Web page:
Places to visit in Germany

Hi guys I think it would be nice to have a list of places that are interesting to visit for our foreign German learners.
I’ll start with my hometown “Idstein”. Located 25mins from Frankfurt Airport in Hessen it has a lovely downtown and nice restaurants and cafés. It is surrounded by a beautiful landscape and its castle and the famous witch tower are worth taking a closer look.
I would love to hear what other recommendations other tutors might have because I love to explore New places also in my home country.
Liebe grueße
Larissa

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Wilhelma in Stuttgart is the most gorgeous botanical and zoological garden in Germany or even worldwide. Enjoy the beautiful parks and the historical buildings with its unique (oriental) architecture, some of them dating back to 1830. And after a wonderful day there enjoy a cold beer in the Neckarbiergarten just on the other side of the Neckar river!

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Good idea. A few years ago I visited Schwarzwald and found it incredibly beautiful! I went to a few places there but the small city Gengenbach was amazing. The town was so pretty and the locals were the some of the friendliest people I’ve ever met. I happened to be there at the start of advent season so there was a great traditional market that the whole town attended. I made tons of friends and drank tons of Glühwein :sweat_smile: I also got to practice a lot of German!


It was perfect.

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Don’t forget to enjoy a wonderful Schwarzwälder Obstwässerle… :wink:

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Konstanz am Bodensee

„Wenn ich denn See seh’, brauch’ ich kein Meer mehr."

Konstanz is the biggest town at the Lake of Constance (Bodensee) and even a lot of Germans go there to spend their vacation or a long weekend. The lake, Bodensee, is the border of three countries: Germany, Switzerland and Austria. Konstanz is in Germany, but especially close to Switzerland. From the old town of Konstanz you can basically walk to Switzerland. Konstanz indeed grew together with the Swiss town Kreuzlingen over the years and from the air you can’t even see a boarder. The old town is still originally medieval and very picturesque as it never got destroyed (in a lot of bigger German cities the houses had to be rebuilt after world war II).

The water of the lake is beautiful and clear so everyone goes swimming in summer, rents a kayak, a stand-up-paddle boat, etc.:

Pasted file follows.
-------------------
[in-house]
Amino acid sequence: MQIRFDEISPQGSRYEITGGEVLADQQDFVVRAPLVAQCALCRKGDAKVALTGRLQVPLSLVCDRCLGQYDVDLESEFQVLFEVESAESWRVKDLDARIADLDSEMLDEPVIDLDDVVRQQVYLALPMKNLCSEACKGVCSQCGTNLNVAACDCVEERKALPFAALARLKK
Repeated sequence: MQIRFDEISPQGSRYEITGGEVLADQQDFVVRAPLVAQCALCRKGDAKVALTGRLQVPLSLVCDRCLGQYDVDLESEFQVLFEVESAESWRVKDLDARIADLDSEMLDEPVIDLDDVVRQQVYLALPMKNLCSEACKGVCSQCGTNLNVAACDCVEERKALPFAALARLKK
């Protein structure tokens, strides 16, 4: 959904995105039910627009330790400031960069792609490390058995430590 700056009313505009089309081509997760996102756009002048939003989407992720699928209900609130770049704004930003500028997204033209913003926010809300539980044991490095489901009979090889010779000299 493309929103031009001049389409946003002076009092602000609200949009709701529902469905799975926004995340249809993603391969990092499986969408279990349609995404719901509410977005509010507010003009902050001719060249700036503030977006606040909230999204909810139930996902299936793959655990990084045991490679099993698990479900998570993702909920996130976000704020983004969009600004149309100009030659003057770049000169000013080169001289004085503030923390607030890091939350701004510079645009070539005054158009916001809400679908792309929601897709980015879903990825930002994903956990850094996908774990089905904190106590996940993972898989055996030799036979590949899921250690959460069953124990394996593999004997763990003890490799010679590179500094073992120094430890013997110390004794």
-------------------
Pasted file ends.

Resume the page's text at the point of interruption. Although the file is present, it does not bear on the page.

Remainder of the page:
In winter the Christmas Market in Konstanz is incredibly beautiful, with all the lights reflecting in the water of the lake. Depending on the weather you can even go ice skating on some parts of the lake!

Also, you can do a lot of day-trips from Konstanz, for example to:

  • Meersburg. Take the ferry :ferry: to cross the lake to discover the old medieval castle :european_castle: and the lovely houses that surround it. The castle shows you how kings and knights and their families lived back in the days and you have an amazing view over the lake. Also, you can wander through vineyards and try the local wine together with some Flammkuchen.
  • Islands of Mainau, Reichenau and Lindau. There’s three islands: Mainau, the flower island, which belongs to the royal family of Sweden (looong story). Reichenau, the vegetable island, where you find lots of agriculture, wine and the best sunset spot. Lindau, the city island, as the old town of Lindau is on the island.
  • Zürich, Switzerland. As I mentioned, Konstanz is right at the boarder to Switzerland, which is very expensive, as we all know. So why not stay in (the cheaper) Konstanz, while spending a day in Zurich? It’s less than 1 hour by train or car.
  • Bregenz, Austria. You feel like finding out how big Bodensee (lake of constance) really is? Take a boat to the other end to find out. It will take you to the Austrian city of Bregenz where you can try some Austrian dishes, too.
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Very cool, kjanina! So if I went to Bodensee and visited Konstanz, Zürich, and Bregenz all in one trip, would I hear three different dialects of German? Or are they all very similar to one another?

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They are a bit different. Especially Swiss German is quiet different from the other ones.

As @SKrausser mentioned Swiss German differs a lot from standard German, to a point that a lot of people from the north of Germany would probably only grasp a few words when they listen to somebody from this region. Also, the same can happen among Swiss Germans themselves when people from different regions meet because the valleys in the mountain-shaped landscape were isolated in such a way that there was hardly any language exchange.

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